1. // construct a stream of random elements
  2. scala> def make : Stream[Int] = Stream.cons(util.Random.nextInt(10), make)
  3. make: Stream[Int]
  4. scala> val infinate = make                                                
  5. infinate: Stream[Int] = Stream(3, ?)
  6. scala> infinate(5)                                  
  7. res10: Int = 6
  8. scala> infinate(0)
  9. res11: Int = 3
  10. // Once evaluated each element does not change
  11. scala> infinate(5)
  12. res13: Int = 6
  13. // this function makes a stream that does terminate
  14. scala> def make(i:Int) : Stream[String] = {                  
  15.      | if(i==0) Stream.empty                                 
  16.      | else Stream.cons(i + 5 toString, make(i-1))           
  17.      | }
  18. make: (i: Int)Stream[String]
  19. scala> val finite = make(5)                       
  20. finite: Stream[String] = Stream(10, ?)
  21. scala> finite foreach print _                     
  22. 109876
  23. // One last demonstration of making a stream object
  24. scala> Stream.cons("10", make(2))
  25. res18: Stream.Cons[String] = Stream(10, ?)
  26. /*
  27. This method is dangerous as it forces the entire stream to be evaluated
  28. */
  29. scala> res18.size
  30. res19: Int = 3

This is only an introduction. I hope to add a few more topics that focus on Streams because they can be very powerful but are also more challenging to recognize where they should be used instead of a standard collection.


  1. Is there some way to use streams without keeping the previous values for ever? Something like getting a reference to the 'tail' equivalent and loose the stream reference?

  2. I believe you can do exactly that. I will test a bit more but I think you might be able to do:

    val theRest = stream.drop(100)

    theRest should have dropped the first part of the stream so that it can be garbage collected (once all references to stream are gone).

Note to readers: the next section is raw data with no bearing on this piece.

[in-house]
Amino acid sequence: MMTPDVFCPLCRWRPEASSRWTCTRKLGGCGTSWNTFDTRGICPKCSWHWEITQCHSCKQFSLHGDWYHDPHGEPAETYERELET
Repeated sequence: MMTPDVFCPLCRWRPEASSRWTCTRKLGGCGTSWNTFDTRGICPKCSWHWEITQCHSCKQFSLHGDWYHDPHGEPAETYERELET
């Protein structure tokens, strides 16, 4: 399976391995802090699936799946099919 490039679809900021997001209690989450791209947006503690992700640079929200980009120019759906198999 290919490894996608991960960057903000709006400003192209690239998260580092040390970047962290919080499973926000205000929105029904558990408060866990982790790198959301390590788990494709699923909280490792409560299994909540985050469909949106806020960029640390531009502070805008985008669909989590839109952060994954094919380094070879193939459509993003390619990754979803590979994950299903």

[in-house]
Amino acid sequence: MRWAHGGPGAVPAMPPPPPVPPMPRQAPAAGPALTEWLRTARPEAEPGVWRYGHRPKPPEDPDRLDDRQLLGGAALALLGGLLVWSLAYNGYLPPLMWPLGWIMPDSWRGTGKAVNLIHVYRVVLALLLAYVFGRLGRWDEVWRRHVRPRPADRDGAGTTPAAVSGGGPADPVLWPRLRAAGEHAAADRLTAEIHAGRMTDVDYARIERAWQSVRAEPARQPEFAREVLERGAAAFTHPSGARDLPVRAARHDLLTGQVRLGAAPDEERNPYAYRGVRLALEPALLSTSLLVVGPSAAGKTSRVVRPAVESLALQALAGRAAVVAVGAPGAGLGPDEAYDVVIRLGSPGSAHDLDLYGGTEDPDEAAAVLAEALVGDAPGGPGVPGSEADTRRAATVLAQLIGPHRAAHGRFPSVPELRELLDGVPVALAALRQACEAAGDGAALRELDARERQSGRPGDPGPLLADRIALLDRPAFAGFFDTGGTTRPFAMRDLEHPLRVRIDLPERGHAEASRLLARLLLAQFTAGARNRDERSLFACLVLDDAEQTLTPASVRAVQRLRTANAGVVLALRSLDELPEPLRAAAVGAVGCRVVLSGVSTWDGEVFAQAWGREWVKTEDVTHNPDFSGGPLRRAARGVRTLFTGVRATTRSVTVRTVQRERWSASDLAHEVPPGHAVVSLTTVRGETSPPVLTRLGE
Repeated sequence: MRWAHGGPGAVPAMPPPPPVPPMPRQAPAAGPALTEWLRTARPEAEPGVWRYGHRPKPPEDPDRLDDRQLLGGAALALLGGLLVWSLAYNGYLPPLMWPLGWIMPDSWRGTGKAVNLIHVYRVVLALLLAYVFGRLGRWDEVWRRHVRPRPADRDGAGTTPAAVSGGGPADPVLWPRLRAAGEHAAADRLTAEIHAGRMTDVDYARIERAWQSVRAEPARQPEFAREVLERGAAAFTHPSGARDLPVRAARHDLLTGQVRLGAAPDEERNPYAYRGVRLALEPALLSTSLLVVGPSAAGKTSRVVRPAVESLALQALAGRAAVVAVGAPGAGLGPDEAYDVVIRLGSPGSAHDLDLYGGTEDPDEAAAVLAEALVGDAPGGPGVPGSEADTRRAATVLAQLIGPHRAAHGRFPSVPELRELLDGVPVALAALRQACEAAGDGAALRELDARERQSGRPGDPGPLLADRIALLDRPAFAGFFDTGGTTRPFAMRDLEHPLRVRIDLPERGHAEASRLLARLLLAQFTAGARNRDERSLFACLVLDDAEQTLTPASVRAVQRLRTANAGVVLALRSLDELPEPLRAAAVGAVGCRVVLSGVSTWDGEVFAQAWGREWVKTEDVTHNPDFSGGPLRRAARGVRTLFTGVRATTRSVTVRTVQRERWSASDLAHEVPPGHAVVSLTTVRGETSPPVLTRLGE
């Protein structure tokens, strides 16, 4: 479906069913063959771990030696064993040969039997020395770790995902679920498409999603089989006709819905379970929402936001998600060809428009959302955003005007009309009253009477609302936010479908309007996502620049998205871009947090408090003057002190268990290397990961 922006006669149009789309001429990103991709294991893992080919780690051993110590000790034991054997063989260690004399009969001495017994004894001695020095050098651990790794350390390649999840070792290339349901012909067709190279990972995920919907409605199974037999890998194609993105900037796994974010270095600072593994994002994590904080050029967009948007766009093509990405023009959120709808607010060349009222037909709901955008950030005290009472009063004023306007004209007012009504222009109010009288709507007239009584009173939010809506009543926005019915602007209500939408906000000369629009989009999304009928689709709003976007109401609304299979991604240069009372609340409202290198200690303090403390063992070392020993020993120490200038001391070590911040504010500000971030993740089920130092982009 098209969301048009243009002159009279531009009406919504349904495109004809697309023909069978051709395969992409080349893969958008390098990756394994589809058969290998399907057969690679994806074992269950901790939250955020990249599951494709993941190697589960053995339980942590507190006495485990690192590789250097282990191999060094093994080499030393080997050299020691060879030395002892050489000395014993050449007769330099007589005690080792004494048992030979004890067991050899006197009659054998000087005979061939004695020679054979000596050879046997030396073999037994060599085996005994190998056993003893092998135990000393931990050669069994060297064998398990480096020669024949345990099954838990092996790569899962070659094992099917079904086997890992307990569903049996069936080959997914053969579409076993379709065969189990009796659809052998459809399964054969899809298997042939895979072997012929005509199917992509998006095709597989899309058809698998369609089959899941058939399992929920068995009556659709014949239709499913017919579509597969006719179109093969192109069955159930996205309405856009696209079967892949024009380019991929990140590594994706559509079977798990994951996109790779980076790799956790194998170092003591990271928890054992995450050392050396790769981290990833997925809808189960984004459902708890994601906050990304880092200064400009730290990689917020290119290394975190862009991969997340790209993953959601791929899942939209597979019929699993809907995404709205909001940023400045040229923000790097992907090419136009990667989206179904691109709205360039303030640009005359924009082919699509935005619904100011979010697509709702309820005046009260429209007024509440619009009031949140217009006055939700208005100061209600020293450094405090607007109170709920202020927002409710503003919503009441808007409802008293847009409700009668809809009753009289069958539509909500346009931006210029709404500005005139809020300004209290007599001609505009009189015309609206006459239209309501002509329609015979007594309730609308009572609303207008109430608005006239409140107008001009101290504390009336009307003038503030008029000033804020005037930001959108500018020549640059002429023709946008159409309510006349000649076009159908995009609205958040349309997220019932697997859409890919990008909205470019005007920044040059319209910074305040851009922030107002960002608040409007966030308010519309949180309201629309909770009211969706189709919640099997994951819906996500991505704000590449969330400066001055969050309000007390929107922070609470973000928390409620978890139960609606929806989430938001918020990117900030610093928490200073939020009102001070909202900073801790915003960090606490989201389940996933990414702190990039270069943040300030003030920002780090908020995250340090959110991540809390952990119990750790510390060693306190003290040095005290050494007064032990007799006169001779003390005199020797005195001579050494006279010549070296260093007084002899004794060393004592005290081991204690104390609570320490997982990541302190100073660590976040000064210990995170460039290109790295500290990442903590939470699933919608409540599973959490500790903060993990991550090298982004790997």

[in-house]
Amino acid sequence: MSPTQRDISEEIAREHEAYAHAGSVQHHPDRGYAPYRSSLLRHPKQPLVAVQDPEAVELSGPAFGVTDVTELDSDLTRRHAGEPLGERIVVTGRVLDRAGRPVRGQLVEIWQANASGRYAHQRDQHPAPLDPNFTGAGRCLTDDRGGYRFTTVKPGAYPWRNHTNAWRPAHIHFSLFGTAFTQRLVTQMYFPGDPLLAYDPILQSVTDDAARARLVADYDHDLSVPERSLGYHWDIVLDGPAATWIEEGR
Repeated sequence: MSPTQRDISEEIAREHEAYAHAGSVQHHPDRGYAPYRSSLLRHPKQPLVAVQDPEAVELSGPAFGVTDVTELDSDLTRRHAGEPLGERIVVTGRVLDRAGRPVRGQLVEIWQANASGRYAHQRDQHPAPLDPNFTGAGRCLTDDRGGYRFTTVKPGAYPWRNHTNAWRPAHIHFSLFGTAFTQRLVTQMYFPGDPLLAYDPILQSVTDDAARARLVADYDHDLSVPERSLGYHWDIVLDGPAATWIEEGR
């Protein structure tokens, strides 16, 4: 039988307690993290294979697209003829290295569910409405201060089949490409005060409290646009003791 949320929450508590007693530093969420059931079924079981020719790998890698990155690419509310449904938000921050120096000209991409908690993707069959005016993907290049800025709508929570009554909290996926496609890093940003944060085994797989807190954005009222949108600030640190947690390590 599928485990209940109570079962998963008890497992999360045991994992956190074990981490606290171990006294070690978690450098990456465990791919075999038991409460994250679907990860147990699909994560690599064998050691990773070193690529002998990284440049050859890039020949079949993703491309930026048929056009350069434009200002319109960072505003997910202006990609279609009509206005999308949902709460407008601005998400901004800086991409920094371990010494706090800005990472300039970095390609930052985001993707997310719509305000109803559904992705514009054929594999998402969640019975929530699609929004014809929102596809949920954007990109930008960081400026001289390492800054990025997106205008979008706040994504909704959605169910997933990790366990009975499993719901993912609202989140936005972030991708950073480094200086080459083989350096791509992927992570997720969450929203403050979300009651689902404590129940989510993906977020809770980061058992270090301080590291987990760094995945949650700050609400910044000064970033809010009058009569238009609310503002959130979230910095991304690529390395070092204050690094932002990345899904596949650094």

I have to test to verify but that is my understanding

  3. Thanks for this post, it taught me some things. In particular, the new #:: notation seems very convenient...

  4. From the example, def make : Stream[Int] = Stream.cons(util.Random.nextInt(10), make), doesn't actually work as recorded for me (on 2.8 beta). Each call to make(0) returns a different value, as the function is evaluated each time. In order to have the value evaluated just once, I needed to write the call to nextInt in a closure. Odd that you got the results you did...

    1. make is a function that returns a Stream of randomizer. Calling make(0) instantiates a stream and takes the first value of that stream. The stream is then send to garbage. So each make(0) will start all over again. You expected that the result of make is preserved. You need to assign the Stream to a val like 'val r = make'. Then each call to r(0) will result in the same value.

  5. I get different results from the example: def make : Stream[Int] = Stream.cons(util.Random.nextInt(10), make)
    For me, the nextInt call is evaluated each time f(0) (for instance) is called, returning a different random int. In order to get a single result, evaluated only once, I had to wrap the call in a closure. Odd you got the result you did...

  6. It looks like the implementation changed since I wrote this. Life on the bleeding edge :P

  7. What is "infinate"? Maybe it should be "infinite"?